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MN Supreme Court Judge R. A. Randall: Opinions

Judge R. A. (Jim) Randall, Minnesota Supreme Court in: Sylvia Cohen vs. Little Six


Sylvia Cohen argues an Indian gaming casino is subject to the jurisdiction of Minnesota state courts, and the trial court erred or violated her due process rights by dismissing her personal injury suit against Mystic Lake Casino.

DECISION: First, LSI may assert the tribe's sovereign immunity. Second, no federal statute authorizes state jurisdiction over this case and state court jurisdiction would infringe on tribal self-governance. And third, by dismissing this action for want of jurisdiction, the trial court did not violate Cohen's right to due process.

DISSENT from Judge Jim Randall: "Actually, there was no writing of treaties with Indian tribes after 1871, when the entire ridiculous pretense that tribes were sovereignties was abolished. It would be pleasant to be able to report that the change was made because common sense prevailed, but such was not the case."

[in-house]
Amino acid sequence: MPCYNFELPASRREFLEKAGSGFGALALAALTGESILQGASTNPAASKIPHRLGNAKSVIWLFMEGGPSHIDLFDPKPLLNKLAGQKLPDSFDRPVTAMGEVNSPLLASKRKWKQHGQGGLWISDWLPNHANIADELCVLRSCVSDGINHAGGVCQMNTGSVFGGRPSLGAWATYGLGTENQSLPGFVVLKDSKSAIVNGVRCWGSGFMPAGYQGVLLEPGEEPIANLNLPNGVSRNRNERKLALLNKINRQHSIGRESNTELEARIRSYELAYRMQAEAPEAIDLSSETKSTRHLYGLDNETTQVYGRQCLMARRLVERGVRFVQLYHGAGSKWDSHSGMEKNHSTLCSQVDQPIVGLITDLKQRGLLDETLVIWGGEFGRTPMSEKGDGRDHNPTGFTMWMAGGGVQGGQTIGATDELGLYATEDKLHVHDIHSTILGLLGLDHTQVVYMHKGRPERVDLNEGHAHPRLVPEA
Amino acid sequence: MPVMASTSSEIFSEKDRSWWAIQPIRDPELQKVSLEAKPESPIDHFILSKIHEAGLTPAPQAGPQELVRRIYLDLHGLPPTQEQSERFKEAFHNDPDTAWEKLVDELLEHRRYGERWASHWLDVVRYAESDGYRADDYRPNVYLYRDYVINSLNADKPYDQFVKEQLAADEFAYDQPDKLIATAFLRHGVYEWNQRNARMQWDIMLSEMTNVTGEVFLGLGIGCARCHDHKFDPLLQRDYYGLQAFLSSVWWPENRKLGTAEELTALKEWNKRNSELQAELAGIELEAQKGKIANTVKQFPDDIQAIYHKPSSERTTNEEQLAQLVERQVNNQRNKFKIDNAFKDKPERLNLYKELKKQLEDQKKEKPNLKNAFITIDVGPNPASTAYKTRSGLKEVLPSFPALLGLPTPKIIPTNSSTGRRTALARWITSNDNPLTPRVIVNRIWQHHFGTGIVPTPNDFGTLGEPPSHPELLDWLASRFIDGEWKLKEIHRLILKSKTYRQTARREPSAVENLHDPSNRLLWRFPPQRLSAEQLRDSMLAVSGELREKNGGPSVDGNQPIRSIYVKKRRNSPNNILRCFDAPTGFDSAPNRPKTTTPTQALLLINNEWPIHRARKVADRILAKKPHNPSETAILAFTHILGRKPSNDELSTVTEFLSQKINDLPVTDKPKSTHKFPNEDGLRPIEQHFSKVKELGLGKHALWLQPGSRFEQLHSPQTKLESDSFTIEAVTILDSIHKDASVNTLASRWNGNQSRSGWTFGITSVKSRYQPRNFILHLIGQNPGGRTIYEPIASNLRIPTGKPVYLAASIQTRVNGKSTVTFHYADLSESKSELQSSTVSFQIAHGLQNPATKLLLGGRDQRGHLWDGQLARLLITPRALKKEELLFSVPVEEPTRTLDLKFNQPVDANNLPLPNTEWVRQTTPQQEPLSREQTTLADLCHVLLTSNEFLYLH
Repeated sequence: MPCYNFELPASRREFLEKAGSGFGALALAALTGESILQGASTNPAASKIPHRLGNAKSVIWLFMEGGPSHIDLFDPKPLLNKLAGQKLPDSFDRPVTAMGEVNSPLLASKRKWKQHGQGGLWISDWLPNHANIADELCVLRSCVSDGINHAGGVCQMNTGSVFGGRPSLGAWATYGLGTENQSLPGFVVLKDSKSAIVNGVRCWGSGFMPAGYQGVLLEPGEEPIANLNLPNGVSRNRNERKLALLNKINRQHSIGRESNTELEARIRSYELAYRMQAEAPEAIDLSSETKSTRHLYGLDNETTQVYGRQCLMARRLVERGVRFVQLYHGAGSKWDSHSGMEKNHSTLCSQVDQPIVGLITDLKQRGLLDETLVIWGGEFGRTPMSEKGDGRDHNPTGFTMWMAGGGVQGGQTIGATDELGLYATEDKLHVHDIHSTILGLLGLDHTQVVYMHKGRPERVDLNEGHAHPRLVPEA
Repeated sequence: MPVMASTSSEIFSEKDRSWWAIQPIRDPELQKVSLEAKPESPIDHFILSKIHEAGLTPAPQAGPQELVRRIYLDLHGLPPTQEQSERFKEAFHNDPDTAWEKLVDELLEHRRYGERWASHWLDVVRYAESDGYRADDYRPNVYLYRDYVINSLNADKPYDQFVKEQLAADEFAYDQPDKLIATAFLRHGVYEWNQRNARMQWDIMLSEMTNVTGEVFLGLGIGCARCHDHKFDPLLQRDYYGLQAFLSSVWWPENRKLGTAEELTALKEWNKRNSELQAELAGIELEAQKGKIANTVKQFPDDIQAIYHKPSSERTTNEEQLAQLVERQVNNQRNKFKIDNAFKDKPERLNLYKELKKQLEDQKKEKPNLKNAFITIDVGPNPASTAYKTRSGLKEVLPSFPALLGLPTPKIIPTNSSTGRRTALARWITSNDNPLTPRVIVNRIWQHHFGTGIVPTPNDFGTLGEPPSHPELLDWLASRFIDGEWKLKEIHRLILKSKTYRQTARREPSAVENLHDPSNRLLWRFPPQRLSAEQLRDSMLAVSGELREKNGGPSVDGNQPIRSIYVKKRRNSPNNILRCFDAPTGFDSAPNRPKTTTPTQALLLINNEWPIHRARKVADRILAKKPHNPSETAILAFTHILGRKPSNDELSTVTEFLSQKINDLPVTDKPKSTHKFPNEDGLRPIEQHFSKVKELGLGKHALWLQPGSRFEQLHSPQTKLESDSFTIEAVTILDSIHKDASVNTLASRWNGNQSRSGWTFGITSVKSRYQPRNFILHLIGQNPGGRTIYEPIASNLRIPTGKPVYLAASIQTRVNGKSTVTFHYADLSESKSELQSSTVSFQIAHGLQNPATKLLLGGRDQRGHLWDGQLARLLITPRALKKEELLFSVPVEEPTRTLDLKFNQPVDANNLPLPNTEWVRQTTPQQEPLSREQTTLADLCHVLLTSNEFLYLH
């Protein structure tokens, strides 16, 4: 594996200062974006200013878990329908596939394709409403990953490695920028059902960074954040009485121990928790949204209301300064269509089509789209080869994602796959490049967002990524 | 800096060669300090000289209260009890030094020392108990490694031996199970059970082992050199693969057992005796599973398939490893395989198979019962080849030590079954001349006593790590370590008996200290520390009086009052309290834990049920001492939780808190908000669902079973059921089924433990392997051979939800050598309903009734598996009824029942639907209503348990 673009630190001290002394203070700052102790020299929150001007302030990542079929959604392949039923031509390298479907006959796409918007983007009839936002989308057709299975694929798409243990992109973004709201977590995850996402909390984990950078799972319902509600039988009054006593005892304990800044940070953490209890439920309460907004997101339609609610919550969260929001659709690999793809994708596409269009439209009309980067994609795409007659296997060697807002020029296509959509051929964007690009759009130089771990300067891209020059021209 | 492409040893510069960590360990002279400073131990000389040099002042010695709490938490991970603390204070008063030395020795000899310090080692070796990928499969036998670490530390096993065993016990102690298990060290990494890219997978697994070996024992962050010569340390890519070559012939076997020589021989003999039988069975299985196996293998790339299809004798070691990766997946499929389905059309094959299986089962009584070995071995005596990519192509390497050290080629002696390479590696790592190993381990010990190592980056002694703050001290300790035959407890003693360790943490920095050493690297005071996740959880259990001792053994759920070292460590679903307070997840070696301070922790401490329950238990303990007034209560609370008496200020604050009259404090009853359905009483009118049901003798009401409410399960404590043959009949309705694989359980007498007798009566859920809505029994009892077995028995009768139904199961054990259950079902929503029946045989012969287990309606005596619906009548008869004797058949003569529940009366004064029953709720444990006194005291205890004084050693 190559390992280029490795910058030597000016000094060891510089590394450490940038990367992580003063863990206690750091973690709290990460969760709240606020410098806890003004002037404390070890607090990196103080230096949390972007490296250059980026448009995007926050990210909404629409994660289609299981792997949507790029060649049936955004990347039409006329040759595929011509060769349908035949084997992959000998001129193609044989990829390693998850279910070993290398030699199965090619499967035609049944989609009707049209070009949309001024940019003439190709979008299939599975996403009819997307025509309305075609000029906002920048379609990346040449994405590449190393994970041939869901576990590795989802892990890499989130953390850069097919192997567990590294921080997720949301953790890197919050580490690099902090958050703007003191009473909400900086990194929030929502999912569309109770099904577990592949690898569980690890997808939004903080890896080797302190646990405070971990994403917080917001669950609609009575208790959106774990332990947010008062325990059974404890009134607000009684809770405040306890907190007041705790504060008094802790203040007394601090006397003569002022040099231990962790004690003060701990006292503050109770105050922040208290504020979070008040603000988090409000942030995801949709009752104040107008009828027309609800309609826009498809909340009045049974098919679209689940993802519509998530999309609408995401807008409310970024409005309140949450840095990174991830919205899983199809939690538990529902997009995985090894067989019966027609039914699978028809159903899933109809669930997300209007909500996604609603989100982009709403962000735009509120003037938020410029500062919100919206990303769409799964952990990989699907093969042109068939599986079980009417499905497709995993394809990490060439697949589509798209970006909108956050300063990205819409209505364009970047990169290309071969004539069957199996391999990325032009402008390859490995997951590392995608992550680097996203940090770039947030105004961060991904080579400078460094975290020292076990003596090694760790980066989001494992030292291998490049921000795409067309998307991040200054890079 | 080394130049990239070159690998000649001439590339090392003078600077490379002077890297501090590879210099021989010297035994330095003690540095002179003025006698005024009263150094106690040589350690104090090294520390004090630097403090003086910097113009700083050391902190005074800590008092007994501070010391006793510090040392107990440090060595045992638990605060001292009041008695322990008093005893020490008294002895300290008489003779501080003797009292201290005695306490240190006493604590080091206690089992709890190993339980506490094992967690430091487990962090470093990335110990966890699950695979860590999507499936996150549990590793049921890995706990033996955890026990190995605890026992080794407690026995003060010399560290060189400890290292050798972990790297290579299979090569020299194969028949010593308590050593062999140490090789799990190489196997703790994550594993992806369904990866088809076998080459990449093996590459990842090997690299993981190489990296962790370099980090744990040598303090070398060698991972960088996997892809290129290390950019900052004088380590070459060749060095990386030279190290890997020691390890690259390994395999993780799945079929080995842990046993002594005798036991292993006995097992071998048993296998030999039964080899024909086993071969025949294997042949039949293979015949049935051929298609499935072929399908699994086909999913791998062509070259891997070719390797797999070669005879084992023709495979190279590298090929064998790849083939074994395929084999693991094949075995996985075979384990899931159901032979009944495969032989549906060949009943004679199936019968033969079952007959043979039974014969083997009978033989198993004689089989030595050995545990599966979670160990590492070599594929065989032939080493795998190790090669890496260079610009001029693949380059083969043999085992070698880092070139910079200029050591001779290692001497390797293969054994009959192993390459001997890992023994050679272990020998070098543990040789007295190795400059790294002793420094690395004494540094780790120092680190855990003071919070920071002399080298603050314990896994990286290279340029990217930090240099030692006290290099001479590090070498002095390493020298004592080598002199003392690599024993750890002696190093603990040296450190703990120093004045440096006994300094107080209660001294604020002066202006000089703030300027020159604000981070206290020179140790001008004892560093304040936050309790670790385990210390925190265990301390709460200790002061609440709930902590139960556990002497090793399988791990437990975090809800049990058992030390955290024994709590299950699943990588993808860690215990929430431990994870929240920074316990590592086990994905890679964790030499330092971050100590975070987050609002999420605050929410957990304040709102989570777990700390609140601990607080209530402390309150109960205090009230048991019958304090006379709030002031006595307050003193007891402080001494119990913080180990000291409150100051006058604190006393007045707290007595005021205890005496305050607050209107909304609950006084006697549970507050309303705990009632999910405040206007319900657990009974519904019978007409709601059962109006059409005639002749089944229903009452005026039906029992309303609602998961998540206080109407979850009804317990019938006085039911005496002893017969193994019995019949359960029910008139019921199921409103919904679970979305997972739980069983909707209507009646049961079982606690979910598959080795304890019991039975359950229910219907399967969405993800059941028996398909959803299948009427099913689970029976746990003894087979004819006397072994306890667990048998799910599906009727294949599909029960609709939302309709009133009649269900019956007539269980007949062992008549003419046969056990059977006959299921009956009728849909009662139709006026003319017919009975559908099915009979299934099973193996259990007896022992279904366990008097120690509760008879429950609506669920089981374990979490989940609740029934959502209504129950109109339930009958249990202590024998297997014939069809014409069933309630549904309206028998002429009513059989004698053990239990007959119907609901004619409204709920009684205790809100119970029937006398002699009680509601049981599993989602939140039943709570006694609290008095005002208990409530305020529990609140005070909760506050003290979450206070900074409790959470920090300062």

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Judge R. A. (Jim) Randall, Minnesota Supreme Court in: Granite Valley vs. Jackpot Junction

Hotel sought damages from tribal casino for breach of contract to guarantee occupancy. Casino moved to dismiss on grounds of sovereign immunity, invalid consent to jurisdiction, and doctrine of comity. Hotel moved for declaration of jurisdiction. The District Court, Redwood County, David W. Peterson, J., declared that it had jurisdiction and that casino's owner, the Lower Sioux Indian Community, had waived immunity. Casino appealed. The Court of Appeals, Thomas G. Forsberg, Acting J., held that district court's retention of jurisdiction to determine effectiveness of explicit contractual waiver of sovereign immunity and consent to state jurisdiction did not interfere with tribal self-government. Affirmed.

Randall, J., filed specially concurring opinion. View the PDF

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